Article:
Results and discussion
As a prerequisite for the fabrication of green–red emissive pH nanosensors utilizing custom made PSNPs and SiO2-NPs, we developed the hydrophilic PET-operated, naphthalimide-based fluorescent pH probe 3 shown in Fig. 1, intended for the signaling of acidic pH values by the protonation-induced switching ON of its green fluorescence and allow for lysosomal targeting31,59,60. Compared to other pH sensitive dyes such as fluorescein, the incorporated lysosomal targeting morpholine group was expected to be beneficial for the intended cell studies. The synthesis of optical probe 3, which is summarized in Fig. 1 and detailed in the Supporting Information (SI; Figs. S1–S10), involved the covalent linking of a morpholine unit to 4-bromo-1,8-naphthalic anhydride 1 for the selective lysosomal targeting and the incorporation of a piperazine moiety to improve the water solubility and induce a pH sensitivity of the chromophore’s fluorescence. Subsequently, the optical properties of 3 were characterized by absorption and emission spectroscopy and fluorescence quantum yield measurements at different pH values.
As shown in Fig. 2, fluorescent probe 3 has a broad absorption band at 405 nm (ε = 4,920 M−1 cm−1) that is attributed to an ICT from the unprotonated nitrogen atoms of the piperazine and morpholine units to the naphthalimide chromophore. 3 exhibits a very weak emission centered at 530 nm upon excitation (λEx) at 405 nm in Britton Robinson (B–R) buffer at a pH of 8.1. The low fluorescence intensity at neutral and basic pH values is ascribed to PET-induced quenching of the naphthalimide fluorescence by the nitrogen atoms of the morpholine and piperazine moiety, that can be reversibly blocked at acidic pH values as was observed for other naphthalimide-based fluorescent probes30,31,32,33. The ICT and PET processes controlling the photophysics of 3 were confirmed by nuclear magnetic resonance spectrometry (NMR) measurements in D2O in the pH range of 8.5 to 2.5 (SI, Fig. S11). As revealed by this NMR study, the amine group at the 4th position acts as a donor and the naphthalimide chromophore as an acceptor for the ICT process determining the absorption features of 3. Protonation of the nitrogen atoms of the morpholine and piperazine moiety at acidic pH values, indicated by a downfield shift of the aromatic and some aliphatic signals of the morpholine and piperazine unit in the NMR spectrum, prevents PET, thereby turning ON the green naphthalimide fluorescence. This provides the basis for the pH-dependent reversible ON–OFF switching of probe 3.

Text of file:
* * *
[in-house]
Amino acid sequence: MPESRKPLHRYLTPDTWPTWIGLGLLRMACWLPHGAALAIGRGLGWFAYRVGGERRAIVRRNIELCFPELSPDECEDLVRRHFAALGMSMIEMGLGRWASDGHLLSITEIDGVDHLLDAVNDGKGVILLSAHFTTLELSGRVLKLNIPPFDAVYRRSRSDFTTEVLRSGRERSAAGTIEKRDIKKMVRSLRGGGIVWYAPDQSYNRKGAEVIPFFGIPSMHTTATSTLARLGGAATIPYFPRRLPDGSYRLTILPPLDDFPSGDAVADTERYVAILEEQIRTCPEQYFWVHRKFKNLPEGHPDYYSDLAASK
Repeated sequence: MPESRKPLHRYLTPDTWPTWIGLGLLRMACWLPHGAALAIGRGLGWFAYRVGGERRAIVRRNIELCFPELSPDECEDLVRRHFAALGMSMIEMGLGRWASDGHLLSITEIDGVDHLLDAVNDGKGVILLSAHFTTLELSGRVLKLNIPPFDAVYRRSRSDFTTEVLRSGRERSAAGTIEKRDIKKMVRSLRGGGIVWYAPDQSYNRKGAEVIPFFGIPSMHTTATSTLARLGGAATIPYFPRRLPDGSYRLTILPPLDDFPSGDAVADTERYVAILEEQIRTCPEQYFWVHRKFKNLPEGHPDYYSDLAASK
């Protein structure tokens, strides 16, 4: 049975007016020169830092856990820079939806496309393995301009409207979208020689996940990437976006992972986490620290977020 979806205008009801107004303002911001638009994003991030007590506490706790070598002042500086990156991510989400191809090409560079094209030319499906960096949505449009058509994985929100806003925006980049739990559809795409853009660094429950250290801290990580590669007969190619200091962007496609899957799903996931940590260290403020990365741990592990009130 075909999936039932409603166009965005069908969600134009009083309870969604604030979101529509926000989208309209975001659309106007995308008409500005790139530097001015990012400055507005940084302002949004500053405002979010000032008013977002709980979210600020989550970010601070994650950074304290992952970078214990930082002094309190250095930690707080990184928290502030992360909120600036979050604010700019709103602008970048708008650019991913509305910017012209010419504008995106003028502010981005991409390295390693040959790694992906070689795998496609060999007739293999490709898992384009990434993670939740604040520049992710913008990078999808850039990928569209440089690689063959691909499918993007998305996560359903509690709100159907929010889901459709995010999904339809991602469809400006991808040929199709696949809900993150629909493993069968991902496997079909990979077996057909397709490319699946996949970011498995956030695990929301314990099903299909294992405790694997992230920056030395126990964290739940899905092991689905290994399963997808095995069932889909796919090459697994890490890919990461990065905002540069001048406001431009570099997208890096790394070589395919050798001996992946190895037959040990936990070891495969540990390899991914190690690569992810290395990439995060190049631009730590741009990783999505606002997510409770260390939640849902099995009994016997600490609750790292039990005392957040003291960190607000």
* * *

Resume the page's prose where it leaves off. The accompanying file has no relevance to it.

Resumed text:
A more detailed spectroscopic study of the pH sensing behavior of 3 in the pH range of 8.1 to 2.0 in B-R buffer revealed a hypsochromic shift of the ICT absorption band from 405 to 392 nm for pH < 5 and a decrease in absorbance for further decreasing pH values (Fig. 2 and SI, Fig. S12). These pH-induced spectral and intensity changes in absorption were subsequently considered for the calculation of the probe’s pKa and the fluorescence measurements. Fluorescence measurements confirmed a gradual increase in the intensity of the naphthalimide fluorescence at 530 nm that remained eventually constant at a pH value of 2.5. A sigmoidal fit of the plot of the pH-dependent fluorescence intensity at 530 nm gave a pKa = 4.23 ± 0.02. The pKa value of 3 is suitable for lysosomal targeting as the lysosomes exhibit pH values of about 4.561. In the inset of Fig. 2, the visual changes in the emission color under ultraviolet (UV) light in the pH range of 9.0 (colorless) to 2.0 (green) are displayed that can be detected by naked eye. The fluorescence quantum yield of 3, which was absolutely measured in B-R buffer in the pH range of 8.1 to 2.0, revealed a constant increase for decreasing pH values (SI, Fig. S13 and Table S1) and amounted to 37% for fully protonated probe 3.